No disrespect intended toward filmmaker Justin Lin, who has a deal with Universal Pictures thanks to the success he had with the “Fast and Furious” film franchise, but reports that he wants to make a 442 movie are something I’ll believe when it’s in theaters.


Over the years, I’ve been very interested in mass media portrayals of Japanese and Japanese Americans, Asians and Asian Americans. That’s because even as a youngster I recognized a disconnect between what was on the big and small screens, and what I saw with my own two eyes, who I knew and interacted with, and what I experienced. TV and movies have a power, but it was being misused.

It’s no doubt why, about 20 years ago now, I went to the trouble of approaching others I knew and had met with an idea of mine, namely to create a nonprofit solely dedicated to being a watchdog for instances of inaccurate and unfair depictions (and news coverage) of Asian Americans and Asians. (That I no longer have anything to do with what would become Media Action Network for Asian Americans is a topic for another time.)

Taking Hollywood to task for every indiscretion is easy, because it always happens, and numbing, because it always happens.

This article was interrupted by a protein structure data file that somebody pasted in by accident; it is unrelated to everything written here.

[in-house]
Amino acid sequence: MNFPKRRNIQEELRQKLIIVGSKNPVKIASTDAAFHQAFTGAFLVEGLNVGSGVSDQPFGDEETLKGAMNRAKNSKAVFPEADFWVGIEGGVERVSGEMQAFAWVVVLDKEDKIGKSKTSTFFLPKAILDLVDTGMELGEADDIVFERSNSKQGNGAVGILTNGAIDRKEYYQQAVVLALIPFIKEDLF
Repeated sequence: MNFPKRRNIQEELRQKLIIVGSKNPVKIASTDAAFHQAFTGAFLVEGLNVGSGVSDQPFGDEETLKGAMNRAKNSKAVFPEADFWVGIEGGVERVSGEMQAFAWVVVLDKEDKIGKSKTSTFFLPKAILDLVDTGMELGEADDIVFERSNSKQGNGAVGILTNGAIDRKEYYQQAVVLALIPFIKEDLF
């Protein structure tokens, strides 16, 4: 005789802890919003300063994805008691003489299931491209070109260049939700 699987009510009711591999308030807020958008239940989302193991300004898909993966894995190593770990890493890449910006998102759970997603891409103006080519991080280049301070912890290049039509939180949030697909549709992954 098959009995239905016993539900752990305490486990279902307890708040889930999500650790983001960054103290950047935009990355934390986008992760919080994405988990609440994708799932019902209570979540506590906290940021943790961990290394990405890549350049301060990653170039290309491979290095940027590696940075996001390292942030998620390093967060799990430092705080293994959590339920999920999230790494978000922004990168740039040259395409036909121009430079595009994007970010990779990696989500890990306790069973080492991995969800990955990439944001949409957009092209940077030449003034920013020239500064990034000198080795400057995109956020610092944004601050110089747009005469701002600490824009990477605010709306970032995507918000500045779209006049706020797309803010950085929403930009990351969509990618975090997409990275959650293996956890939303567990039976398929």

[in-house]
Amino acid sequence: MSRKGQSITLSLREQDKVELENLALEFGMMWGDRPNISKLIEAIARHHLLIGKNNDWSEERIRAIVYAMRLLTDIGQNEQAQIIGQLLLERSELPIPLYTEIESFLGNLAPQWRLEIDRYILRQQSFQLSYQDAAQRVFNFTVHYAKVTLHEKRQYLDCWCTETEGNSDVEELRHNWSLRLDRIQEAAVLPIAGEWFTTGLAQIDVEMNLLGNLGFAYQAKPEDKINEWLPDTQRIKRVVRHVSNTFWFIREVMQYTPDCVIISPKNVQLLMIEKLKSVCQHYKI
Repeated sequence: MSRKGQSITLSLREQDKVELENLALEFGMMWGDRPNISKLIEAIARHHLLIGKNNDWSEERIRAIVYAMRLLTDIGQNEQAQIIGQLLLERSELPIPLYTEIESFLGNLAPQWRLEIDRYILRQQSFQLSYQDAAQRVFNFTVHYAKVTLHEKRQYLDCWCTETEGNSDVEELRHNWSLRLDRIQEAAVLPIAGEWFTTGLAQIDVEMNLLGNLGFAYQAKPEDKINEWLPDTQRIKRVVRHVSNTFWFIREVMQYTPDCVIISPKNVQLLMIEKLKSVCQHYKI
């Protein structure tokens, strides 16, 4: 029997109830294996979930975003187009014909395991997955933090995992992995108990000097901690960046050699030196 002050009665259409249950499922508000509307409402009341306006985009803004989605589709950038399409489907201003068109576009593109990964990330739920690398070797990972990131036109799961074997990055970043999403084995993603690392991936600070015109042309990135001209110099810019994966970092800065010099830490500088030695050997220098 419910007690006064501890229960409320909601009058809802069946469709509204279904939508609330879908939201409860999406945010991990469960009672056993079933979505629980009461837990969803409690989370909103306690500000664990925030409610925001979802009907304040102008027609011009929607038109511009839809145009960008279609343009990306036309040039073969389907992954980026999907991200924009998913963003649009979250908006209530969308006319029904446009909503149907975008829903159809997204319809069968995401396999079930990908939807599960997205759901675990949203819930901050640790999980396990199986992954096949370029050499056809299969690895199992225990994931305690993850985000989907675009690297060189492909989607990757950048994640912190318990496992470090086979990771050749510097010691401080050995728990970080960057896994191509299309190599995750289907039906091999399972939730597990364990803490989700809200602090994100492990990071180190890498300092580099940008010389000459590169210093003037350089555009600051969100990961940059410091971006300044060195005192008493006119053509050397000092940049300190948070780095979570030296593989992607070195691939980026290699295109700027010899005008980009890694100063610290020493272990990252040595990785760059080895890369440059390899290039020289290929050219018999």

“Hito Hata” produced in 1980 by Visual Communications, was the first feature film by and about Asian Americans.

What is difficult is creating alternatives to the carcinogenic, high-fructose corn syrup-laden, glossy crappola that Hollywood usually excretes. There are, of course, exceptions.

I recently wrote about the 30-plus-year journey it took for the 1976 telefilm “Farewell to Manzanar” to reach the home video market. Based on the book by the same name, “FTM” is one of those rare exceptions, like the characters of Sulu on “Star Trek” or Mr. Miyagi in the original “Karate Kid” movies, that can serve as an antidote to decades of treatment ranging from benign neglect to race-baiting to old school yellowface caricatures to present day whitewashing of characters who were Japanese or Asian in an original incarnation.

Even the journey of “Farewell to Manzanar” to DVD has a bittersweet quality because, as I reported, it took a series of dumb luck and random chance for it to finally reach the home market, since its rights holder, Universal Home Entertainment, was perfectly happy to let it rot on a shelf rather than to do the right thing by spending a few bucks to make it available and even make some modest coin in the process.


Since the inception of this column in 1992, I’ve changed my focus from railing over every slight to putting the spotlight works by individuals, be they actors, writers, directors or documentarians, who have made an effort to tell a part of the Japanese American or Asian American story.

There is actually a wealth of talent; some have even won industry accolades. None, however, are necessarily household names. People like, in no particular order, Chris Tashima, Iris Yamashita, Derek Shimoda, Frank Abe, Lane Nishikawa, Robert Nakamura, Robert Horsting, Craig Yahata, Vince Matsudaira, Jeff Adachi, David Yoneshige, Gina Hiraizumi, Steven Okazaki, Junichi Suzuki, Jesse Kobayashi, Tim Yasui, Todd Yasui, Ken Watanabe, Pat Morita and Kane Kosugi.